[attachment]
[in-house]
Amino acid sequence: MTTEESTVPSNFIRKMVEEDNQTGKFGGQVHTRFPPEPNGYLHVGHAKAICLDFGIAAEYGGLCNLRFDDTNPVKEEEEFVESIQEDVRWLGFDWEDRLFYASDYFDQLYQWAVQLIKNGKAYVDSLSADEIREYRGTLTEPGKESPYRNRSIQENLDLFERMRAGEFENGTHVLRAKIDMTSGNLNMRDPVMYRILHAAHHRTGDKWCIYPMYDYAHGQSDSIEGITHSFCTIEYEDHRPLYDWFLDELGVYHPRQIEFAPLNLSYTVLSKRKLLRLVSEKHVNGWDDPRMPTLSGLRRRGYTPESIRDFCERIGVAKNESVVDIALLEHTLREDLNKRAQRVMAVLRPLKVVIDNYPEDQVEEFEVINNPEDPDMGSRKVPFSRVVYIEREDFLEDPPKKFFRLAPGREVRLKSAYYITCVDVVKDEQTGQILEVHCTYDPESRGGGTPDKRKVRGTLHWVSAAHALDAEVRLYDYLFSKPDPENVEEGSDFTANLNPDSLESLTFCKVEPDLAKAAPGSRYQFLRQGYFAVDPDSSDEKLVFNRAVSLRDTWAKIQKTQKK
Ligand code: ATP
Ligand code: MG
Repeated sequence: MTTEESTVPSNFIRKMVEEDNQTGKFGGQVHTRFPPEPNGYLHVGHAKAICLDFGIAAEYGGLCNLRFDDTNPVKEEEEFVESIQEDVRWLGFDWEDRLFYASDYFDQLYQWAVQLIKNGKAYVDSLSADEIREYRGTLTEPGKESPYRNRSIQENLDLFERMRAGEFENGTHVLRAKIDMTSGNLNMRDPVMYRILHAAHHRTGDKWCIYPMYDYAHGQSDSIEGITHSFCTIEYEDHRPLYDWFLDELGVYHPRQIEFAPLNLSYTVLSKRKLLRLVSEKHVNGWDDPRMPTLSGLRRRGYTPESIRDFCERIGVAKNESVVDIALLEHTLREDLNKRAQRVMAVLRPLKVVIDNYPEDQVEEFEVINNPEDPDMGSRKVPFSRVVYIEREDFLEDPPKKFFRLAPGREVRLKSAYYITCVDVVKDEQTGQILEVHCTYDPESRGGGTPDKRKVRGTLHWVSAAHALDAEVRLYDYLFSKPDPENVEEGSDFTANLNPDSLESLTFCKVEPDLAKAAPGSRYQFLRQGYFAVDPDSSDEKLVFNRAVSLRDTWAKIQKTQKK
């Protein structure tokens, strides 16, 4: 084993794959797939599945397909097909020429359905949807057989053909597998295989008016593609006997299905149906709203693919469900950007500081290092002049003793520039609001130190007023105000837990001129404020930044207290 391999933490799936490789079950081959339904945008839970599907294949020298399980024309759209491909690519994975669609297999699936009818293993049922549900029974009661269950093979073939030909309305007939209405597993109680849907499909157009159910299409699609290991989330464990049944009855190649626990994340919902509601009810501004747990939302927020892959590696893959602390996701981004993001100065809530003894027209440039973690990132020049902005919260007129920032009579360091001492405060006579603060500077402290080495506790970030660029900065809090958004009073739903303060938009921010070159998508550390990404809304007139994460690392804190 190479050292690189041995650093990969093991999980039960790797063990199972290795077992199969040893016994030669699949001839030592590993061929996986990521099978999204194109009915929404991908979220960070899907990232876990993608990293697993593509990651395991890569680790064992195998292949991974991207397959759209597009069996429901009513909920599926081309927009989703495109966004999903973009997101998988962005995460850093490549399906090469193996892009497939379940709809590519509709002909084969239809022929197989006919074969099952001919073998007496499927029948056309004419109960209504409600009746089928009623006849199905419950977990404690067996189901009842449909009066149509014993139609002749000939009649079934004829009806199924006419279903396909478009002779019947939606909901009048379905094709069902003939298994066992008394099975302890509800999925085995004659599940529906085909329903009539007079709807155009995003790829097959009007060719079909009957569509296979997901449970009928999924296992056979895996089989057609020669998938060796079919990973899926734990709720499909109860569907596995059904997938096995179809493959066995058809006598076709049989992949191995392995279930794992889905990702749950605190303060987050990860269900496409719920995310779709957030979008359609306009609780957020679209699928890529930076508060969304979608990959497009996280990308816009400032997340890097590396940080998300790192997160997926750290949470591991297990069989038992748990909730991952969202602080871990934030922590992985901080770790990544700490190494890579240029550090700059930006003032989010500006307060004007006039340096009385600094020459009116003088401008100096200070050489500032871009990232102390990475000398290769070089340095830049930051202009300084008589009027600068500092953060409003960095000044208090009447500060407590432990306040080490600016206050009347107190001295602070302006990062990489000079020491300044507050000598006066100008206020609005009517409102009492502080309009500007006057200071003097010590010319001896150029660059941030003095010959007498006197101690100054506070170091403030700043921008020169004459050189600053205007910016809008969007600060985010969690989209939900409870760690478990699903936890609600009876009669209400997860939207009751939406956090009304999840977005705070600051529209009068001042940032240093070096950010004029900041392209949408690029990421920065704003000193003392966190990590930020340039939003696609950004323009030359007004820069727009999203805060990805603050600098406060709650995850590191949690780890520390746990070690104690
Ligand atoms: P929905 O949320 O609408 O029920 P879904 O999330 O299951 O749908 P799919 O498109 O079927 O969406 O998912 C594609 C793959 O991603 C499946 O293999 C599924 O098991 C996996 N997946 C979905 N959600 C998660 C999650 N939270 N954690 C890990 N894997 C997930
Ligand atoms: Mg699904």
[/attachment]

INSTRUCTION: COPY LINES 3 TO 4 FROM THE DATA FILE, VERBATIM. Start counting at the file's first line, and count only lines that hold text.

Ligand code: ATP
Ligand code: MG